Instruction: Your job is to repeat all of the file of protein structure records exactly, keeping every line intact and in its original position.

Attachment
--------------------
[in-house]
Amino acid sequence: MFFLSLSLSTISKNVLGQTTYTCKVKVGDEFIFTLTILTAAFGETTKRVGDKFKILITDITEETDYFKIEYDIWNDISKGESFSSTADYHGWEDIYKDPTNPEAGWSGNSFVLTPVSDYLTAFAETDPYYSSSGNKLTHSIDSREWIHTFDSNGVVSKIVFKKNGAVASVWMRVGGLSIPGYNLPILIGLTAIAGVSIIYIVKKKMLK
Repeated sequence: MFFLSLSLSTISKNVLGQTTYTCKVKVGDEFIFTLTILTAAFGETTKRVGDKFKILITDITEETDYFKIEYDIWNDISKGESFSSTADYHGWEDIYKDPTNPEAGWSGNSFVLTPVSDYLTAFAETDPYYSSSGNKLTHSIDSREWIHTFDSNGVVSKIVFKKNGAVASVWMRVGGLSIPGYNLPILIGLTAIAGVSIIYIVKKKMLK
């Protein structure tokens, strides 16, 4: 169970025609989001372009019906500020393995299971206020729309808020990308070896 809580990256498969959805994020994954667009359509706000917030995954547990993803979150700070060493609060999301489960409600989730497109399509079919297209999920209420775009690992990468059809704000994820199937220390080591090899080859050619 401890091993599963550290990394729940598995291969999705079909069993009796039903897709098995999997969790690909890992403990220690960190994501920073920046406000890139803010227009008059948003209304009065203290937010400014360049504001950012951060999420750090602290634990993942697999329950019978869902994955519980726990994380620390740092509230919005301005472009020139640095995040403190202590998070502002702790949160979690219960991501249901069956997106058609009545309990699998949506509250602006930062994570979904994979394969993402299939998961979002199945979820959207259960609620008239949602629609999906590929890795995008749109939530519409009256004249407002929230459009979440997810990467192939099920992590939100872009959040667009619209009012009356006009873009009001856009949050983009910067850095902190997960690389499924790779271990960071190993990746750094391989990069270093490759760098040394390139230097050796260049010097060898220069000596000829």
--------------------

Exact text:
[in-house]
Amino acid sequence: MFFLSLSLSTISKNVLGQTTYTCKVKVGDEFIFTLTILTAAFGETTKRVGDKFKILITDITEETDYFKIEYDIWNDISKGESFSSTADYHGWEDIYKDPTNPEAGWSGNSFVLTPVSDYLTAFAETDPYYSSSGNKLTHSIDSREWIHTFDSNGVVSKIVFKKNGAVASVWMRVGGLSIPGYNLPILIGLTAIAGVSIIYIVKKKMLK
Repeated sequence: MFFLSLSLSTISKNVLGQTTYTCKVKVGDEFIFTLTILTAAFGETTKRVGDKFKILITDITEETDYFKIEYDIWNDISKGESFSSTADYHGWEDIYKDPTNPEAGWSGNSFVLTPVSDYLTAFAETDPYYSSSGNKLTHSIDSREWIHTFDSNGVVSKIVFKKNGAVASVWMRVGGLSIPGYNLPILIGLTAIAGVSIIYIVKKKMLK
């Protein structure tokens, strides 16, 4: 169970025609989001372009019906500020393995299971206020729309808020990308070896 809580990256498969959805994020994954667009359509706000917030995954547990993803979150700070060493609060999301489960409600989730497109399509079919297209999920209420775009690992990468059809704000994820199937220390080591090899080859050619 401890091993599963550290990394729940598995291969999705079909069993009796039903897709098995999997969790690909890992403990220690960190994501920073920046406000890139803010227009008059948003209304009065203290937010400014360049504001950012951060999420750090602290634990993942697999329950019978869902994955519980726990994380620390740092509230919005301005472009020139640095995040403190202590998070502002702790949160979690219960991501249901069956997106058609009545309990699998949506509250602006930062994570979904994979394969993402299939998961979002199945979820959207259960609620008239949602629609999906590929890795995008749109939530519409009256004249407002929230459009979440997810990467192939099920992590939100872009959040667009619209009012009356006009873009009001856009949050983009910067850095902190997960690389499924790779271990960071190993990746750094391989990069270093490759760098040394390139230097050796260049010097060898220069000596000829």